Earth Overshoot – Can Our Society Change Course?

Aug 1st, 2017 | By | Category: Environment/Sustainability

By Suzanne York.

Another Earth Overshoot Day is upon us, this one coming August 2nd, even earlier than last year. This date, calculated by Global Footprint Network, arrives earlier with each passing year, as humanity uses up natural resources faster than the Earth can replenish in a year. Currently we are using the ecological resources of 1.7 Earths. And if everyone lived like an American? Well, we’d be using up the resources of 5 Earths.


earth overshoot logo


It doesn’t really matter who we live like but rather how we live. And we are living badly, brazenly, and beyond our means, and we will pay a high price for it. Nay, we already are, judging by recent headlines.

Take, for example, this Guardian story on water and Kenya, with a headline that should grab most people’s attention – “Thirsty city: after months of water rationing Nairobi may run dry.”  Sixty percent of Nairobi lacks reliable water (emphasis added). The city’s current population of 3.4 million (in city proper) is expected to double by 2030. Talk about overshoot.

There are multiple reasons for this situation, including drought, climate change, and poor irrigation and farming practices. Yet it also comes down to a growing population and overconsumption and waste of precious resources.

A few days later the New York Times also ran a disturbing article on problems in Kenya and much of Africa that have been caused by exploitation of resources and people.

In “Loss of Fertile Land Fuels ‘Looming Crisis’ Across Africa,” the Times’ Jeffrey Gettleman penned a lengthy story on how climate change, soil degradation, conflict, land grabs, and rising wealth and consumption are shrinking habitat and arable land across the African continent.

Logging in the Central African Republic [photo: JG Collomb, World Resources Institute, Creative Commons]

Logging in the Central African Republic [photo: JG Collomb, World Resources Institute, Creative Commons]

It’s an excellent piece representative of Earth Overshoot Day and all that it stands for today. But if you only read the following paragraph by Gettleman, it tells you all you need to know about our global footprint:

Population swells, climate change, soil degradation, erosion, poaching, global food prices and even the benefits of affluence are exerting incredible pressure on African land. They are fueling conflicts across the continent, from Nigeria in the west to Kenya in the east — including here in Laikipia, a wildlife haven and one of Kenya’s most beautiful areas.

People are under grave threat, land is becoming scarce and overexploited, and wildlife is being decimated, because of reckless human behavior and how we treat each other and other species.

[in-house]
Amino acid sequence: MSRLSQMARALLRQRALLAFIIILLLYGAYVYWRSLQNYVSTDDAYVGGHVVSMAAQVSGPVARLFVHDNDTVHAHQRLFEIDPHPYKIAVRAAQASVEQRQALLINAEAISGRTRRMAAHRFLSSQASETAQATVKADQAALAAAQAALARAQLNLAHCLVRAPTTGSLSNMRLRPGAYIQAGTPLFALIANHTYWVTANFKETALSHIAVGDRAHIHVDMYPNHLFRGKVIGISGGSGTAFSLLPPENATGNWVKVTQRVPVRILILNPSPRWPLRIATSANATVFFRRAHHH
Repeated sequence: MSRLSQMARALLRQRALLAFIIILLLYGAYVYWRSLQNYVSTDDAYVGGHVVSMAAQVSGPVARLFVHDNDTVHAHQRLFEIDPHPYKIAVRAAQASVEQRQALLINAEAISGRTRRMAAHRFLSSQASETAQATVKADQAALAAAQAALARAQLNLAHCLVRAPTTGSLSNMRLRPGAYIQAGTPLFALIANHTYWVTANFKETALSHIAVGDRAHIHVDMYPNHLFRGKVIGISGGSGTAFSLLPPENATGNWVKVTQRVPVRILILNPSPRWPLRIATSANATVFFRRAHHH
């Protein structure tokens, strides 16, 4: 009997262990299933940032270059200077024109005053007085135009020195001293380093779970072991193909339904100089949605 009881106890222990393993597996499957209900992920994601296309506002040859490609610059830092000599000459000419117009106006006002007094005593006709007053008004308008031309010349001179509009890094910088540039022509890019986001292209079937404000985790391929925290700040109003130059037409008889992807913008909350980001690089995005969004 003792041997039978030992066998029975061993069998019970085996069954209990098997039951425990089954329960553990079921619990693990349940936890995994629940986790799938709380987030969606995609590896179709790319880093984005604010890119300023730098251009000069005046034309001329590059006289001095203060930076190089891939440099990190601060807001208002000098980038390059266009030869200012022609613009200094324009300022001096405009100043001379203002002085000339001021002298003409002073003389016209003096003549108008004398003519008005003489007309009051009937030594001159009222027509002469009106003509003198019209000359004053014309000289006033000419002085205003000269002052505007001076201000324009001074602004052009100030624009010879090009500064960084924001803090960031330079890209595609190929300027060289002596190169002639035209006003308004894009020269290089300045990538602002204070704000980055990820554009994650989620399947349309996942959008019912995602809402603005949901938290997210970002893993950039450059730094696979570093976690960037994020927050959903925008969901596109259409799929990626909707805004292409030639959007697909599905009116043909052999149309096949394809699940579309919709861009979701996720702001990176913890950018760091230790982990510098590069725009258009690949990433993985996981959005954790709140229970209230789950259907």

He calls out the idyllic version of Africa as one of vast, endless savannahs as an illusion, and he’s right. Those idyllic landscapes that remain are now oases in a pool of humanity. Africans of course have the right to develop and have healthy, thriving populations in its cities and rural communities. Yet it also needs flourishing wild areas for other species. At the very least, we need forests like in the Congo Basin to soak up all the carbon we release into the atmosphere.

The continent is facing a perfect storm of problems caused by past and current imperial, economic and resource exploitation, and we as a global society need to change course, in all our countries.

There are some solutions touched upon in the article, namely voluntary family planning, which is also the answer to many of the world’s problems. Part and parcel of that is empowering women and girls, especially through education.


In the fishing community of Wanseko, Uganda, fisherfolk face many threats to their livelihoods and community [photo: Suzanne York]

In the fishing community of Wanseko, Uganda, fisherfolk face many threats to their livelihoods and community [photo: Suzanne York]

Iain Douglas-Hamilton, a wildlife activist in northern Kenya quoted in the Times article, said “The problem is too many people, too many cattle and too little planning.” It encapsulates a lot of our problems in one simple sentence – the world is in overshoot because we haven’t adequately invested and supported family planning services and reproductive rights, chosen industrial agriculture over smallholder farmers, and pursued a growth at all costs mentality resulting in great inequity.

Ultimately, it comes down to living within planetary means instead of continued overexploitation of resources. Perhaps as the severity of problems increase it will spur humanity to take action. We’ve certainly been given plenty of notice to change our ways and put an end to overshoot.

Curious about your personal ecological footprint?  Calculate it here.


Suzanne York is Director of Transition Earth.

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